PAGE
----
Allergic Conjunctivitis - 5 Top Ways To Deal With It!
Written and reviewed by
Dr. Molly Joseph
88% (120 ratings)
Diploma In Allergy & Clinical Immunology, MBBS, MD - Paediatrics, M.Med - Family Medicine
19 years experience
Allergic conjunctivitis is the result of a foreign particle (allergen) coming in contact with the eye. Once this happens, the immune system overreacts resulting into an inflammation of the eye. The eyes sore with pain. The over secretion of the histamine dilates the blood vessels causing the nerve to irritate and blood vessels of the eyes to expand. Some common reasons of allergic conjunctivitis include eye drops, pollen, dust mites, makeup and animal fur. The good news is that allergic conjunctivitis is easily treatable. Here are top five ways to deal with this condition:
- Taking care of the eye: It is advised not to wear contact lenses until the symptoms go away fully. If any medication is used, a person must wait for at least 24 hours before putting on the contact lenses. Sometimes our hands carry major pollens that result in allergic conjunctivitis. It is equally important not to rub the eye without washing both the hands. Many studies have also reported that frequent bathing of the eye with cold water helps to clear the symptoms quickly. Some even say that frequent splash of warm water does the trick.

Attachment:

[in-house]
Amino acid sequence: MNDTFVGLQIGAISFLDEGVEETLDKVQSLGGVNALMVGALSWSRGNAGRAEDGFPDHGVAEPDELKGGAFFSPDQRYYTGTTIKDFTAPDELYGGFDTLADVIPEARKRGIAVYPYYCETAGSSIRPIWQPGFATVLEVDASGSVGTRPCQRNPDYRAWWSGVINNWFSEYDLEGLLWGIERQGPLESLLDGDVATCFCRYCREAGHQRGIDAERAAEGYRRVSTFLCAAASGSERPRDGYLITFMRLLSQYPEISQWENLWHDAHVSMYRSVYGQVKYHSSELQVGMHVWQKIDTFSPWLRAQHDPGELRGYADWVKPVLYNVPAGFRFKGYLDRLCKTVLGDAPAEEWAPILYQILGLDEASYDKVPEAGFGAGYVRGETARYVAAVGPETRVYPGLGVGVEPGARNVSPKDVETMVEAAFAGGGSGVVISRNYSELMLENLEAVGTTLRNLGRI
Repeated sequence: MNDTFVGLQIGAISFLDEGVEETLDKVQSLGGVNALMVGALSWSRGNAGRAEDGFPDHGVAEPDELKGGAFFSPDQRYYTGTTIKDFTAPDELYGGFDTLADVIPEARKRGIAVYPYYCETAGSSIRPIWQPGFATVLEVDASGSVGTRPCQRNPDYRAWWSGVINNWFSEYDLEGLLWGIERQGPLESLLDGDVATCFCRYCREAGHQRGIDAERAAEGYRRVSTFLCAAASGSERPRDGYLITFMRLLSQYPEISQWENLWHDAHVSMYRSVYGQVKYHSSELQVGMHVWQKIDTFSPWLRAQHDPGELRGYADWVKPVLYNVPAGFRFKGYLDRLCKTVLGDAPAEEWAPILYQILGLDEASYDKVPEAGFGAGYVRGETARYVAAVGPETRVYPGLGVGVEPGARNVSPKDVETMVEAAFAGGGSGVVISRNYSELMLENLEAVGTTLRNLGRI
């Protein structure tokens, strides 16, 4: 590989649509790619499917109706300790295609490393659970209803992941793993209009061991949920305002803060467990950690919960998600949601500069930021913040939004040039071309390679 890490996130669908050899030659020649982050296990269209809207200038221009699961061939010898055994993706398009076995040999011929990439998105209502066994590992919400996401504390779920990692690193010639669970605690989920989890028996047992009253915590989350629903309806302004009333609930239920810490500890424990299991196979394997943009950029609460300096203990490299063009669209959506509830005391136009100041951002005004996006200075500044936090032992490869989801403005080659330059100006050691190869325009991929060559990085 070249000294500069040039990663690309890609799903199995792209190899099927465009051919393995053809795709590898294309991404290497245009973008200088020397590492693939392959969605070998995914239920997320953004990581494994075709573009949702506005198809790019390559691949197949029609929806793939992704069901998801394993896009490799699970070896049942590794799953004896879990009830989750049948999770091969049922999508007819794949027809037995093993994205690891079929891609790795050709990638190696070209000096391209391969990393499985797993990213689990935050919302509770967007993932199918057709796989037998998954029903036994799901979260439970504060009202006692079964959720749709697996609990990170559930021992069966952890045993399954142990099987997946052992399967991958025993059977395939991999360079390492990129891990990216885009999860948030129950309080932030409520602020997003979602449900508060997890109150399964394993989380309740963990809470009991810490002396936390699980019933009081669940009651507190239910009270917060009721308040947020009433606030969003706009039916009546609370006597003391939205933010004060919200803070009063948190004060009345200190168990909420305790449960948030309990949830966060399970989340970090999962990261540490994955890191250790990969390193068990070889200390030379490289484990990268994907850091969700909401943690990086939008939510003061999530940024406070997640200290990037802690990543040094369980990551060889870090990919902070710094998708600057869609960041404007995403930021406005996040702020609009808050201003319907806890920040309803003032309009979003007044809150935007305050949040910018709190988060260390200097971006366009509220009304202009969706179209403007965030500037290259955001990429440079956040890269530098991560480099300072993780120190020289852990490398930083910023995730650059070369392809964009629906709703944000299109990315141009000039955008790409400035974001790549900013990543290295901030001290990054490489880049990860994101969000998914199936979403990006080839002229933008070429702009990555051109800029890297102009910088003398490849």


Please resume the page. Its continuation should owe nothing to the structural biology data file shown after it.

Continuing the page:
- Avoid the allergen: Allergen being the villain behind the occurrence of this condition, it is very important to stay away from it. In peak pollen times, it makes sense to close the door. In case a person must go out, it makes sense to wear a sunglass. A pillow made of feathers should be changed every week to stay away from the infection. The number of dust mites at home should be decreased as much as one can.
- Antihistamines: To quickly get rid of allergic conjunctivitis, doctors often prescribe antihistamines. It can be in the form of eye drop or oral presentation. They can successfully counter the effect of histamine which the body produces because of the hyper activity of the immune system. An antihistamine can block the aggressive effect of the immune system in a short time. Some of the commonly prescribed histamines include loratadine, cetirizine, emedastine, and ketotifen. People taking this form of the medicine for the very first time should refrain from carrying heavy load or driving.
- Mast cell Stabilizers: These takes a little longer to act as compared to antihistamines. Their effects, however, are more lasting compared to its peers. Some of the popular mast cell stabilizers include nedocromil and lodoxamide. This medicine belongs to a non-steroid family and can successfully block the chemicals that cause inflammation.
- Corticosteroids: These medicines are only prescribed by doctors when the symptoms of allergic conjunctivitis are serious. They belong to the steroid family of medicine produced synthetically. They can reduce the immune response of the body quickly and reduce the swelling as well. They can have possible side-effects. It is therefore wise, to consult a doctor before using it. Consult an expert & get answers to your questions!
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